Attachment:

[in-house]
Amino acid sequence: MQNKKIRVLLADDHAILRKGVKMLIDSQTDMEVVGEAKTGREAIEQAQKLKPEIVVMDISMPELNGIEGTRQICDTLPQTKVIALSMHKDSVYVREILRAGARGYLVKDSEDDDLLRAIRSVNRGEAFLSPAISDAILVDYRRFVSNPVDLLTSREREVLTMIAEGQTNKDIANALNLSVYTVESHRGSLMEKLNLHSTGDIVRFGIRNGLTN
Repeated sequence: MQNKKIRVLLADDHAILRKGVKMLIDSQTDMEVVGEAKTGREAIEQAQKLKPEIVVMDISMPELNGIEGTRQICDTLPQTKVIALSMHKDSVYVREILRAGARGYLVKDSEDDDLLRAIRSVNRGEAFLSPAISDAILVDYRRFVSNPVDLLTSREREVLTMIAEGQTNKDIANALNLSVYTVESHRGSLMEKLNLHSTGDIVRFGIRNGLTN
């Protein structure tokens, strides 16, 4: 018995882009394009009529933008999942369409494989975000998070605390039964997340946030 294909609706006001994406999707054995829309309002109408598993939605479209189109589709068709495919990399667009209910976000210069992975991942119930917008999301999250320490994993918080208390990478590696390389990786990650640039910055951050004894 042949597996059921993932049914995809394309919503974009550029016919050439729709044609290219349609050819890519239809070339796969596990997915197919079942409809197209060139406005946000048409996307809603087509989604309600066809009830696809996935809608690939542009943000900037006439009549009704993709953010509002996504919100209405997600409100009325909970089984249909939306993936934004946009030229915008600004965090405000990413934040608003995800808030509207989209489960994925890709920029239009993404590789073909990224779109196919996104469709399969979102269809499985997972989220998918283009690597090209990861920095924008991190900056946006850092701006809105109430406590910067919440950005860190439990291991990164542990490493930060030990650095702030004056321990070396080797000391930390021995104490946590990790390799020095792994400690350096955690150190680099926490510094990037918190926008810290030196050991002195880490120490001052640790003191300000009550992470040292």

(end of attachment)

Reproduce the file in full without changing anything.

[in-house]
Amino acid sequence: MQNKKIRVLLADDHAILRKGVKMLIDSQTDMEVVGEAKTGREAIEQAQKLKPEIVVMDISMPELNGIEGTRQICDTLPQTKVIALSMHKDSVYVREILRAGARGYLVKDSEDDDLLRAIRSVNRGEAFLSPAISDAILVDYRRFVSNPVDLLTSREREVLTMIAEGQTNKDIANALNLSVYTVESHRGSLMEKLNLHSTGDIVRFGIRNGLTN
Repeated sequence: MQNKKIRVLLADDHAILRKGVKMLIDSQTDMEVVGEAKTGREAIEQAQKLKPEIVVMDISMPELNGIEGTRQICDTLPQTKVIALSMHKDSVYVREILRAGARGYLVKDSEDDDLLRAIRSVNRGEAFLSPAISDAILVDYRRFVSNPVDLLTSREREVLTMIAEGQTNKDIANALNLSVYTVESHRGSLMEKLNLHSTGDIVRFGIRNGLTN
């Protein structure tokens, strides 16, 4: 018995882009394009009529933008999942369409494989975000998070605390039964997340946030 294909609706006001994406999707054995829309309002109408598993939605479209189109589709068709495919990399667009209910976000210069992975991942119930917008999301999250320490994993918080208390990478590696390389990786990650640039910055951050004894 042949597996059921993932049914995809394309919503974009550029016919050439729709044609290219349609050819890519239809070339796969596990997915197919079942409809197209060139406005946000048409996307809603087509989604309600066809009830696809996935809608690939542009943000900037006439009549009704993709953010509002996504919100209405997600409100009325909970089984249909939306993936934004946009030229915008600004965090405000990413934040608003995800808030509207989209489960994925890709920029239009993404590789073909990224779109196919996104469709399969979102269809499985997972989220998918283009690597090209990861920095924008991190900056946006850092701006809105109430406590910067919440950005860190439990291991990164542990490493930060030990650095702030004056321990070396080797000391930390021995104490946590990790390799020095792994400690350096955690150190680099926490510094990037918190926008810290030196050991002195880490120490001052640790003191300000009550992470040292």